Monday, January 26, 2009

The "Cardinal" Rule: No "More Than Four" Year Statute of Limitations Period Under UCC 2-725 Without Specific Time Reference

Cardinal Health 301, Inc. v. Tyco Electronics Corp., (2008) 169 Cal. Ap. 4th 116, 87 Cal. Rptr. 3d 5.

Cardinal Health manufactured medicine-dispensing cabinets for use in hospitals. When these suffered repeated malfunctions, Cardinal sued the suppliers of the defective component.

First Key Issue: Statute of Limitations Under UCC 2-725-- Four Years or More?
Applying California's version of UCC 2-725, the court ruled that the statute of limitations for breach of warranty causes of action is four years from the date of tender. Cardinal argued for more than four years, based UCC 2-725(2), which allows for a greater warranty period if the "warranty explicitly extends to future performance"--in which case the accrual date is triggered when the breach is, or should have been, discovered. Cardinal's warranty stated that the defective part would function for "50,000 cycles." This wasn't good enough to extend the limitations period beyond four years. The "more than four" warranty extension only applies if the warranty "refers to a specific time period."

Second Key Issue: No Privity Required For Implied Warranty Claim When There Are Direct Dealings
Cardinal claimed that the successor in interest to the manufacturer of the defective component was also liable for breach of implied warranty. The successor asserted the defense of "lack of privity" because it had no contract with Cardinal. Under express warranty claims no privity is required. However, under California law, vertical privity is required for a breach of implied warranty claim--unless an exception applies. Applying the rule of US Roofing, Inc. v. Credit Alliance Corp., (1991) 228 Cal. App. 3d 1431, 279 Cal. Rptr. 533, the Court held that no contract privity was required when there are "direct dealings." Since the successor adopted the same designs, used the same manufacturing tools, and continued to manufacture the parts in the same manner as the initial supplier, and the parties understood that "things would be business as usual," the court found sufficient evidence of direct dealings to establish liability for breach of implied warranty.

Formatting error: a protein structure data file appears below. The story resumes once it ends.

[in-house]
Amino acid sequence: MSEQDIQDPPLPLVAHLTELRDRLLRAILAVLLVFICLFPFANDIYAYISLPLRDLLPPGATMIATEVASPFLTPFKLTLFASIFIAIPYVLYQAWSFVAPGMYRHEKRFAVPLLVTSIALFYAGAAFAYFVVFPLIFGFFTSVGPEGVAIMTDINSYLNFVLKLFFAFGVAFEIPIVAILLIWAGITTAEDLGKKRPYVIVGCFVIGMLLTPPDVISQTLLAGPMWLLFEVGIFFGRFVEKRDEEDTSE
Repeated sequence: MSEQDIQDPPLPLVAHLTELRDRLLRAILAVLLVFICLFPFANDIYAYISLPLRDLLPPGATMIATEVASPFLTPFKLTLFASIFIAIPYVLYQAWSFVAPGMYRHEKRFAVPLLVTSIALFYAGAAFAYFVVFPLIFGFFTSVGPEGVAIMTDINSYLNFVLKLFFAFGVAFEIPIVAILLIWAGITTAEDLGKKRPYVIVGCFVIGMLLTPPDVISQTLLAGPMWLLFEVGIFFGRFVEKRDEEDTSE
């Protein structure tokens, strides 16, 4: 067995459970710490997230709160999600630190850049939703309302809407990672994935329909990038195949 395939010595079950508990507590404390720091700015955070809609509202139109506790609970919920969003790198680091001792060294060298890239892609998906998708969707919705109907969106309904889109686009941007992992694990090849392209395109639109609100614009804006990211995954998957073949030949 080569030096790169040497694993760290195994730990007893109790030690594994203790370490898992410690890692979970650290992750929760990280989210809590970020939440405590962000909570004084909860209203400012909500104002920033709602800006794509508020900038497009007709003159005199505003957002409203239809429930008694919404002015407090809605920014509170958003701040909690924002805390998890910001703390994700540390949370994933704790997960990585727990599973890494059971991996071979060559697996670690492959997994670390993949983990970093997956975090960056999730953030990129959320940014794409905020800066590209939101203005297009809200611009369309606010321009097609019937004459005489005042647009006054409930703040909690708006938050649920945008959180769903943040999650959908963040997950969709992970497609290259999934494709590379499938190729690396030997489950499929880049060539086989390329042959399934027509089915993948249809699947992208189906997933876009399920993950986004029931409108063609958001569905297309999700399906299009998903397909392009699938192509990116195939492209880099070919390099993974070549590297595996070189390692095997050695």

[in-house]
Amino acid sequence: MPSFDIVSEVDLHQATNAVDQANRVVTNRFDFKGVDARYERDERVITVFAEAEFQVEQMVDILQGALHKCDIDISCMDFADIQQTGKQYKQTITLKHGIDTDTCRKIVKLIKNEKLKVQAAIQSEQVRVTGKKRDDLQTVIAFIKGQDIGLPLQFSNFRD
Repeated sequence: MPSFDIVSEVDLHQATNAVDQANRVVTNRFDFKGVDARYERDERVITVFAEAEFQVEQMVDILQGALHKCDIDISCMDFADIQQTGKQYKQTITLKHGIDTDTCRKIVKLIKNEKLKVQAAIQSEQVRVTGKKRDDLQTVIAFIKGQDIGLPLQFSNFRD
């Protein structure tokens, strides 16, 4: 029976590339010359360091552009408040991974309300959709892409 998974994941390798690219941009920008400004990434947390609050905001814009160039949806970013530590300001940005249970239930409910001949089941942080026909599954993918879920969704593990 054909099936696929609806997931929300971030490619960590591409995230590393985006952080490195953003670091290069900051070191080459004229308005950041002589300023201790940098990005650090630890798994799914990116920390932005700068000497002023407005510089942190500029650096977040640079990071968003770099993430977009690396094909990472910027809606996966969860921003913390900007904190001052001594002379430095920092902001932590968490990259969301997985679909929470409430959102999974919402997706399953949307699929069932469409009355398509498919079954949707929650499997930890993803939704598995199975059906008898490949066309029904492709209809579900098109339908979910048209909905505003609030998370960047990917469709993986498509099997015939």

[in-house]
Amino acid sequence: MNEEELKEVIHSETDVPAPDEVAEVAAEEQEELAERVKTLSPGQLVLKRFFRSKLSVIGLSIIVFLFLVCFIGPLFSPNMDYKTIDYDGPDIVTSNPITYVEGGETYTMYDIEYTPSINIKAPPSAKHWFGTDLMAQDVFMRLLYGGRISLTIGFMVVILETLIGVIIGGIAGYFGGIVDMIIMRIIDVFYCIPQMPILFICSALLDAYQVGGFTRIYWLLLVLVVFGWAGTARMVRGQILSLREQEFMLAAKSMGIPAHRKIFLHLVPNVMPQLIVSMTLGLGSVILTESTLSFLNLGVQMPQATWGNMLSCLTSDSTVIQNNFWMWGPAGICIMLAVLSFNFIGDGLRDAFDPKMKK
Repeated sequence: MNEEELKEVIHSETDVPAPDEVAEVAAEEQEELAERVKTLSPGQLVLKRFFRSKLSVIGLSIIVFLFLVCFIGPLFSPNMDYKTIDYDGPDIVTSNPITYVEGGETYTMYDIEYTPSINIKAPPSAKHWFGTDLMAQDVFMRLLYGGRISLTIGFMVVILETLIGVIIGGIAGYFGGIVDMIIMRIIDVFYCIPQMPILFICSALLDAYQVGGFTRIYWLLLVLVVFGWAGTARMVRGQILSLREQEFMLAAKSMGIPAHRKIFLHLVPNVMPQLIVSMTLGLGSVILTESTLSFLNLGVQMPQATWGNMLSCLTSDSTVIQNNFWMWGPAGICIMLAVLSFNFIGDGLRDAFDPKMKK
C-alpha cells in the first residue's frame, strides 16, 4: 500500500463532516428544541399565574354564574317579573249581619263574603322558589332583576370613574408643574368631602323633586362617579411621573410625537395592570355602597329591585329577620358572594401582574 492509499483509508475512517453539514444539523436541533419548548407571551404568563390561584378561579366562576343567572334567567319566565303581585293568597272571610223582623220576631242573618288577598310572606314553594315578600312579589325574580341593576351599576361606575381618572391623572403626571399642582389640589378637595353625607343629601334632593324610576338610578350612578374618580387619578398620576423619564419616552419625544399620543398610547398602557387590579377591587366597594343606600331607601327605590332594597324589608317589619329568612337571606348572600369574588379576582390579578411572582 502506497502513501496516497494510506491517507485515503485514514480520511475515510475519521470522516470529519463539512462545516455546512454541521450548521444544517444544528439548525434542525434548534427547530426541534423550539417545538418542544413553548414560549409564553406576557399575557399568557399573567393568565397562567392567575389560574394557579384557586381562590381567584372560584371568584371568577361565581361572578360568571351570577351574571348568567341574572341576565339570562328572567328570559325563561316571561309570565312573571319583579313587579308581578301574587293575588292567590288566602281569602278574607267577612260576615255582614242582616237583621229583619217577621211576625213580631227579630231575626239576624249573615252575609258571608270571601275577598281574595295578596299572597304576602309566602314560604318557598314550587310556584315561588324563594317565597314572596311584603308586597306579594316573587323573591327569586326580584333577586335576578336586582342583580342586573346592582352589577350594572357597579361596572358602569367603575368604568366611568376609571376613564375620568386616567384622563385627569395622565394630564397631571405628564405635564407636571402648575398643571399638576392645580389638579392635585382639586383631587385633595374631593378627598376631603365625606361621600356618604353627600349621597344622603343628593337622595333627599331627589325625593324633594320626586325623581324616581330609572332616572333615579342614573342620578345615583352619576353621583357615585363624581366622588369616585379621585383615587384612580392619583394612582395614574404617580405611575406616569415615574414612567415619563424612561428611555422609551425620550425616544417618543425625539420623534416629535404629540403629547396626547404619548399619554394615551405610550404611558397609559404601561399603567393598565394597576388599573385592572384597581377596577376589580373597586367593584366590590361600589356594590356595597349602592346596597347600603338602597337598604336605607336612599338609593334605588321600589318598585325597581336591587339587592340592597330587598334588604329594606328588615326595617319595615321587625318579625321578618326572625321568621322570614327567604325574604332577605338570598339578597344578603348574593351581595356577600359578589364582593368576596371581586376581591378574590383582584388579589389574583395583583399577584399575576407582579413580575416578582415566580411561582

The opinion covers a number of other important areas. Bottom line for us:
(1) No "more than four" years for breach of express warranty without a specific reference to time.
(2) There may be liability for breach of implied warranty, without express contract privity, when there are "direct dealings" between buyer and seller.

1 comment:

dencook said...

From: Dennis Cook
Essex, Vermont

Re: Question about UCC Article 3-308 (b)
Perhaps someone can help with the question set out below:

I understand this blog focuses on matters relating to the Uniform Commercial Code. This is a question concerning collecftion of a promissory note.


My client ( Plaintiff ) is the original Payee of a $ 15 K note . Maker filed suit to collect. Payee files an answer that says: "I admit I signed the note but the notes are void for want of consideration"